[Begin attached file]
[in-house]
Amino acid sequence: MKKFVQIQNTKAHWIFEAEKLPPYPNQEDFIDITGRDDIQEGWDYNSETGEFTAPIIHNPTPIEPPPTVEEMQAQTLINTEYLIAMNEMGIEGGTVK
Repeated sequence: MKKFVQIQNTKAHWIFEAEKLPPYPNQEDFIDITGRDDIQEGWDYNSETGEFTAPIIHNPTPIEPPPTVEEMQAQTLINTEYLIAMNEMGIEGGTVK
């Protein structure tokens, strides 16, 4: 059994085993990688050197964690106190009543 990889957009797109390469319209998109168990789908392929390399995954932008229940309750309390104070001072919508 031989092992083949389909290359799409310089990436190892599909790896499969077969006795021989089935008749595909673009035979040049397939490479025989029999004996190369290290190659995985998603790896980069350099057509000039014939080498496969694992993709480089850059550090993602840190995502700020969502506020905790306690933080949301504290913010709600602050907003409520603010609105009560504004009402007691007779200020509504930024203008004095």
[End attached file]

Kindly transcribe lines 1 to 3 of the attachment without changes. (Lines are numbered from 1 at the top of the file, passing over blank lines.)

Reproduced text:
[in-house]
Amino acid sequence: MKKFVQIQNTKAHWIFEAEKLPPYPNQEDFIDITGRDDIQEGWDYNSETGEFTAPIIHNPTPIEPPPTVEEMQAQTLINTEYLIAMNEMGIEGGTVK
Repeated sequence: MKKFVQIQNTKAHWIFEAEKLPPYPNQEDFIDITGRDDIQEGWDYNSETGEFTAPIIHNPTPIEPPPTVEEMQAQTLINTEYLIAMNEMGIEGGTVK